May 6, 2011

Elizabeth Barstow Stoddard: I like devils

She was born Elizabeth Drew Barstow in Massachusetts on May 6, 1823, but she later became Mrs. Richard Henry Stoddard in 1852 and thereafter lived in New York. Her husband was a well-known and respected critic, but Mrs. Stoddard held her own as a poet and novelist (coincidentally, her father's shipyard built the Acushnet). Mrs. Stoddard published her first story in the Atlantic in 1861; her novel, The Morgesons, was published a year later.

The novel follows Cassandra, a young woman from New England, as she searches for her place in the world. Oppressed by family and society, she attempts to break free from the expectations of domesticity and her role as a woman. "Cassandra, that man is a devil," a friend warns in one scene. "I like devils," she responds.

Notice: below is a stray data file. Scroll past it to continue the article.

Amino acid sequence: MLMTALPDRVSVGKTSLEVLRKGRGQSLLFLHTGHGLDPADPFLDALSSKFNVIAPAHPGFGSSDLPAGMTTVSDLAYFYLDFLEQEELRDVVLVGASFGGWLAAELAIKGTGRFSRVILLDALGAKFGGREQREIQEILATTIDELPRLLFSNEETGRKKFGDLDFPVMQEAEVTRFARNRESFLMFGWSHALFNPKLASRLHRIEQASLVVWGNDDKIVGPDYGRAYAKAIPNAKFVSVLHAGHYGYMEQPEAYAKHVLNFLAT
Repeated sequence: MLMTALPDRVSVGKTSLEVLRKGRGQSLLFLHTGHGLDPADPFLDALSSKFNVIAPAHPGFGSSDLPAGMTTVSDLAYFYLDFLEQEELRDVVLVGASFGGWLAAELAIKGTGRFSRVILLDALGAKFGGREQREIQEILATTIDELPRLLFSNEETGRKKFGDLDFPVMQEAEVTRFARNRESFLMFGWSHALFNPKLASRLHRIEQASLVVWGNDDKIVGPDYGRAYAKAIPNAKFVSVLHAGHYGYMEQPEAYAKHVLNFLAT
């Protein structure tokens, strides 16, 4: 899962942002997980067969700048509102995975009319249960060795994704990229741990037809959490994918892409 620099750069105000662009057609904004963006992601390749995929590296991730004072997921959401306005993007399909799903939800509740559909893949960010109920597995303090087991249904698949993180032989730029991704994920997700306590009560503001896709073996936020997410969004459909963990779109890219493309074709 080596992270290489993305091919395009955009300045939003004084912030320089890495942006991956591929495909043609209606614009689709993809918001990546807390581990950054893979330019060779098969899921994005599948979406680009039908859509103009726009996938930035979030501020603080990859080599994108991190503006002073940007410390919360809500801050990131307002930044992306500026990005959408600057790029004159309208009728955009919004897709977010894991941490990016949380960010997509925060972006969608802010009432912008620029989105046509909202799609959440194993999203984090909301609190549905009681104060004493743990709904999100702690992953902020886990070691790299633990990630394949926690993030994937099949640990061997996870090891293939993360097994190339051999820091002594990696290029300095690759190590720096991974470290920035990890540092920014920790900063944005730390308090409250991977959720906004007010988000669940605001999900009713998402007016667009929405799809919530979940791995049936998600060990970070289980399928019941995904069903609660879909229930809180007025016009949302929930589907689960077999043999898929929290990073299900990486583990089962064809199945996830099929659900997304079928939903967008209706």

Recent scholars have tried to reclaim The Morgesons as an important step in women's literature. At the time of publication, it was unnoticed or dismissed. It did, however, elicit from Henry James what Alfred Habegger called "the most ferocious, in fact vicious, review Henry James is known to have written":

[The Morgesons] possessed not even the slightest mechanical coherency. It was a long tedious record of incoherent dialogue between persons irresponsible in their sayings and doings even to the verge of insanity. Of narrative, of exposition, of statement, there was not a page in the book... [The reader] arose with his head full of impressions as lively as they were disagreeable.

*Information from this post was gleaned in part from Henry James and the 'Woman Business' (2004) by Alfred Habegger.


  1. A scathing review from Henry James! I love it.

  2. I appreciate being able to click on "a poet" and be directed to Stoddard's work. It gives context to the rest of the post, and allows me to make up my mind about the quality of work.


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